Unfortunately, in C++ (as you've said) there is no defined elaboration. It is probably best to avoid the need for this by planning your code so that the init sequence doesn't matter (or can be controlled).

christoph
04-23-2014, 08:25 PM
Unfortunately, in C++ (as you've said) there is no defined elaboration. It is probably best to avoid the need for this by planning your code so that the init sequence doesn't matter (or can be controlled).

Actually, there is a common workaround. Here's a class with a static member:

class hasPlainStaticMember
{
public:
static some_type staticMember;
};

some_type hasPlainStaticMember::staticMember;

We don't know when staticMember is initialized relative to other static variables in other compilation units. However, static variables in functions or methods are initialized on first use, so we can wrap each static member in an access method:

class hasWrappedStaticMember
{
public:
some_type& staticMember()
{
static some_type member;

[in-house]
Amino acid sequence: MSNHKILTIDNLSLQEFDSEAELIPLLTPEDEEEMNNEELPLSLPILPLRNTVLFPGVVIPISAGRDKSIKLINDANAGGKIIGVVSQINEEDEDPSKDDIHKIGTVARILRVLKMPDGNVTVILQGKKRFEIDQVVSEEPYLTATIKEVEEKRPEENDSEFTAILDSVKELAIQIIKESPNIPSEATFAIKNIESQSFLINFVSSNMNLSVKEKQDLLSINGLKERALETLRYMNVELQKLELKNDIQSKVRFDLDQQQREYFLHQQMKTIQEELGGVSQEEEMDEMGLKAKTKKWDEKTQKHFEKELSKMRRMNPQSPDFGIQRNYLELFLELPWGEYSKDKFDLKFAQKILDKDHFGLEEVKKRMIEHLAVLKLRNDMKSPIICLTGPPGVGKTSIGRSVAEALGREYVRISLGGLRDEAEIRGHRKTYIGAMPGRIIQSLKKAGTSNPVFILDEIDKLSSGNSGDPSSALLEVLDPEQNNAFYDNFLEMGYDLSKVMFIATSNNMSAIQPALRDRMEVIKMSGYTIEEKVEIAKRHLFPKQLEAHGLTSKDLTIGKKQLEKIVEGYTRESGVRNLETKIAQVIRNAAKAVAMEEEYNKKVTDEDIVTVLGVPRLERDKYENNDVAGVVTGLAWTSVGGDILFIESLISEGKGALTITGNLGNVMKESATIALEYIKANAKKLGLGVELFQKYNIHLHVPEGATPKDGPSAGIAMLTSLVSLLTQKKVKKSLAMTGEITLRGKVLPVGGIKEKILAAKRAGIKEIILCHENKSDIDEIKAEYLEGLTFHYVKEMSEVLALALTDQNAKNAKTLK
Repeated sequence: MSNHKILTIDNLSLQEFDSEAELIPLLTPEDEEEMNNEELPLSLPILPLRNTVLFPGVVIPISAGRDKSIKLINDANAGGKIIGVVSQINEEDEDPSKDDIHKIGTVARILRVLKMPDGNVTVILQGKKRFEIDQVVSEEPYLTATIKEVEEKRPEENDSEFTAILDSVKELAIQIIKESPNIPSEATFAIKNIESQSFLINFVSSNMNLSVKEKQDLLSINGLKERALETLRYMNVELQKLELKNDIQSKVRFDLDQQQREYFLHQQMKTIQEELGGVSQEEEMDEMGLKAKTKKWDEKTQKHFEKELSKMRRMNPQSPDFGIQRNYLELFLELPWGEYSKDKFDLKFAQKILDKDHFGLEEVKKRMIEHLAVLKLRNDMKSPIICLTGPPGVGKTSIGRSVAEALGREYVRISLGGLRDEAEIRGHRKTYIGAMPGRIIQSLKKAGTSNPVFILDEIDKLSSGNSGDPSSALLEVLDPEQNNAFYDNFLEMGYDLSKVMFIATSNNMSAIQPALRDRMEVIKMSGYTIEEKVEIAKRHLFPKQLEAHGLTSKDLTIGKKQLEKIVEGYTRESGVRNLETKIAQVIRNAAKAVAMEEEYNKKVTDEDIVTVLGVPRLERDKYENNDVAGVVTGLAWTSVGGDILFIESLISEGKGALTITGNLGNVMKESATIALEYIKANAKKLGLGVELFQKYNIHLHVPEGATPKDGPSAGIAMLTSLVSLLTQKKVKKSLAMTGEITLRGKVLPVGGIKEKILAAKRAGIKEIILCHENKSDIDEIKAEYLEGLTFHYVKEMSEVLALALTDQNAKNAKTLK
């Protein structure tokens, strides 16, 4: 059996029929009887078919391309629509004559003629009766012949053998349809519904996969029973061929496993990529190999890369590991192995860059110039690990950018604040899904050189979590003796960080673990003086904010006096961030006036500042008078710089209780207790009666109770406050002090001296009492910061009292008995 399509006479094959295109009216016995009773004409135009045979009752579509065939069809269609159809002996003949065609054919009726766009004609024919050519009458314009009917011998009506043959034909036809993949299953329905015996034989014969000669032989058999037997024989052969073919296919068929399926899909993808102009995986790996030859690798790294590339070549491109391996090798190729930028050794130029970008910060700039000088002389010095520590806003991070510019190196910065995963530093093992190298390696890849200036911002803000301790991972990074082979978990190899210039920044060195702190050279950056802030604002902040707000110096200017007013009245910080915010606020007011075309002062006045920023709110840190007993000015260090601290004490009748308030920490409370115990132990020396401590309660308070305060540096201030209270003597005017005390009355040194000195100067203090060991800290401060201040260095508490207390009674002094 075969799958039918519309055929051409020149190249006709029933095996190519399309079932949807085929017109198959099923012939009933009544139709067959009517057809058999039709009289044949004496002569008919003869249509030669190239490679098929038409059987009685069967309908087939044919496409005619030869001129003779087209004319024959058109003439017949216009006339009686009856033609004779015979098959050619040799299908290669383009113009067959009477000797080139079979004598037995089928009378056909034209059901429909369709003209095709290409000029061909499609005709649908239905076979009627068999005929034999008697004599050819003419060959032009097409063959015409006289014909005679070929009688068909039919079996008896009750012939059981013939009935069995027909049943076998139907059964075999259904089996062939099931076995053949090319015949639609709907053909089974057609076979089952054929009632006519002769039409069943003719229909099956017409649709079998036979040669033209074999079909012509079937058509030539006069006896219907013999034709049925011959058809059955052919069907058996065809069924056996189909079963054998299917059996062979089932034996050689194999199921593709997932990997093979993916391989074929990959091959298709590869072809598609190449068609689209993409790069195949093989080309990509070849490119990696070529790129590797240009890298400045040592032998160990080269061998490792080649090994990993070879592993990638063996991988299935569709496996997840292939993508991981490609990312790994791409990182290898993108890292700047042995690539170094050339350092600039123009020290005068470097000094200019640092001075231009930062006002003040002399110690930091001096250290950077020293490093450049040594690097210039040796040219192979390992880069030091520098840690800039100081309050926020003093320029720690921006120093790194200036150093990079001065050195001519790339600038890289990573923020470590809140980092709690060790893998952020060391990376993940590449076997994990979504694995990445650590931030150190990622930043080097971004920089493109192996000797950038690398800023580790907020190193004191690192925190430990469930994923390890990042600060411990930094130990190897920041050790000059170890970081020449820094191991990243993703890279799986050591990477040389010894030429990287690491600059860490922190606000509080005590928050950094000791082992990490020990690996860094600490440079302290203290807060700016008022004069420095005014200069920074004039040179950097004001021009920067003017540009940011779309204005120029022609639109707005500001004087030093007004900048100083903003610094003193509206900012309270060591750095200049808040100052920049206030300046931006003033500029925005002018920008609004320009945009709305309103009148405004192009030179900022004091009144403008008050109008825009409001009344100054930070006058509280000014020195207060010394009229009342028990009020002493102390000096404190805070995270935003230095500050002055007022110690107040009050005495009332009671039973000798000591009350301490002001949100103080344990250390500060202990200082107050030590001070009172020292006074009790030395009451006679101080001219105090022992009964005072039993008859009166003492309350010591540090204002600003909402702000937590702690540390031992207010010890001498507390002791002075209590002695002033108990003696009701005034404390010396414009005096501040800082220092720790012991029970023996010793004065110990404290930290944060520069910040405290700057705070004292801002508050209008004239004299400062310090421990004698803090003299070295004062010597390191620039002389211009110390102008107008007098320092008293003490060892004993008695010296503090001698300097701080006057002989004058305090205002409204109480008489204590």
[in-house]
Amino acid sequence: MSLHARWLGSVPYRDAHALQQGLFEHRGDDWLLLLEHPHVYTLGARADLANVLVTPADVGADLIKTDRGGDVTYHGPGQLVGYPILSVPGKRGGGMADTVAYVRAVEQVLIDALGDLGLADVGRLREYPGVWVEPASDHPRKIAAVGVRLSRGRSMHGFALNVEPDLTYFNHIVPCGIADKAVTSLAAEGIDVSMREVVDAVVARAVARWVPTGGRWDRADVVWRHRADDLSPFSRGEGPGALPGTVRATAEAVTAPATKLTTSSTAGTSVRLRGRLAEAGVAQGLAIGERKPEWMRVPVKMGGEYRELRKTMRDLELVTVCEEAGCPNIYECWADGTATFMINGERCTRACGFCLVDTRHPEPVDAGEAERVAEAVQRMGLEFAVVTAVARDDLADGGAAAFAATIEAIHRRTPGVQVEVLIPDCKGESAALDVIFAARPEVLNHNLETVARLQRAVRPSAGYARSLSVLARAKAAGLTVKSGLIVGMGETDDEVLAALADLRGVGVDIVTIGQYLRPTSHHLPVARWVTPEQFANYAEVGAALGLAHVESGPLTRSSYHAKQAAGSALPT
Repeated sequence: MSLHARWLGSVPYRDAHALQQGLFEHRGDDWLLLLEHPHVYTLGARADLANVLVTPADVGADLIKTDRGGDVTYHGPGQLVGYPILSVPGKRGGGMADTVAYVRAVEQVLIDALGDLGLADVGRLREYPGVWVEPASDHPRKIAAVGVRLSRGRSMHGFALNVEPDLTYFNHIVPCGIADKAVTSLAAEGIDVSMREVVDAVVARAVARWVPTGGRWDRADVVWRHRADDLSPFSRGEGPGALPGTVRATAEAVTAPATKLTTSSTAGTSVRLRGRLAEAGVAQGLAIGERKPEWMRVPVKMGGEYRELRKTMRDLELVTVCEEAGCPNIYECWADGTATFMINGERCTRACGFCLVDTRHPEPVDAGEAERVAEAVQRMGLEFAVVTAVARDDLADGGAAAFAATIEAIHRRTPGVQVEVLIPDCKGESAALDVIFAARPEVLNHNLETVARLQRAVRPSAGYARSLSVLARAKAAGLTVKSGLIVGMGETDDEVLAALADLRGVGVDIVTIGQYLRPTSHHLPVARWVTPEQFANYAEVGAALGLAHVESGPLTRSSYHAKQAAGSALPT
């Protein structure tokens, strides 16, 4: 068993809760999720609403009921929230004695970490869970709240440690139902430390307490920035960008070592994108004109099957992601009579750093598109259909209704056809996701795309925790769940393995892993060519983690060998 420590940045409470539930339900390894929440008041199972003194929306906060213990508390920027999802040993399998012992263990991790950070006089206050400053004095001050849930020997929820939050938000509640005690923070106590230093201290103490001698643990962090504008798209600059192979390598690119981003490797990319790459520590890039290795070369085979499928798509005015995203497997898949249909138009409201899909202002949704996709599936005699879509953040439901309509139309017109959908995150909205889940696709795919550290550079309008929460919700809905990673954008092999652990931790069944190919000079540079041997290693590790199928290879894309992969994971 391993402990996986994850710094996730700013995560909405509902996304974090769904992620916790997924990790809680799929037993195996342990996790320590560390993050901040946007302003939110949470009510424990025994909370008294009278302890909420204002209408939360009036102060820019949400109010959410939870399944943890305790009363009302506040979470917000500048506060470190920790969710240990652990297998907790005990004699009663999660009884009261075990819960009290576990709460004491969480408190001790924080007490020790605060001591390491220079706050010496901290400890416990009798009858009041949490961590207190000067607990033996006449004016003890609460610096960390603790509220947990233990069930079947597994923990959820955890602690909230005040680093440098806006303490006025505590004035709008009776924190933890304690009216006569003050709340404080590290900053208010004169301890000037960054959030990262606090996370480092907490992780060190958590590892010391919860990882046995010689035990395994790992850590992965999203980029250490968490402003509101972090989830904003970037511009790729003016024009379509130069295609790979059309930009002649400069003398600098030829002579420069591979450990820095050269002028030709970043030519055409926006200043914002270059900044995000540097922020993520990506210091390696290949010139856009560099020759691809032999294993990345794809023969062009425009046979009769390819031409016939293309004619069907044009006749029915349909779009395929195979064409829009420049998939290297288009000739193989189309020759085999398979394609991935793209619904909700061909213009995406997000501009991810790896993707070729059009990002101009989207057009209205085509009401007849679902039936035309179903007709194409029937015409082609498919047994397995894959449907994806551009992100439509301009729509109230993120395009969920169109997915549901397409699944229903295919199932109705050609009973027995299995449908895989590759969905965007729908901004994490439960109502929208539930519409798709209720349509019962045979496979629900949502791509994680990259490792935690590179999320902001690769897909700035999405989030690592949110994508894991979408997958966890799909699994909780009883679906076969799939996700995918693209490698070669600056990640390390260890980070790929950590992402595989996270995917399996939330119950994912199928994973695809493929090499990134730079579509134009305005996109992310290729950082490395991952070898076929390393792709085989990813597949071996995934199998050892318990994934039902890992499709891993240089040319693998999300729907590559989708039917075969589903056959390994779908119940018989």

return member;
}
};

Note that accessing requires an additional pair of parentheses, but we can now implement additional protection, such as returning a const reference.

I totally don't care about the order of initialization as long as variables are initialized when I want to "use" them for the first time. I have yet to encounter code where this is not the case, i.e. where the absolute order of initialization matters regardless of when a variable is first used.

christoph
04-24-2014, 09:00 PM
Paul, I just want to thank you for this fix. That was über useful! ;)

PaulStoffregen
04-25-2014, 11:27 AM
Glad it helped. I really need to get version 1.19 released soon... but with Maker Faire coming up, a new release might slip until early June.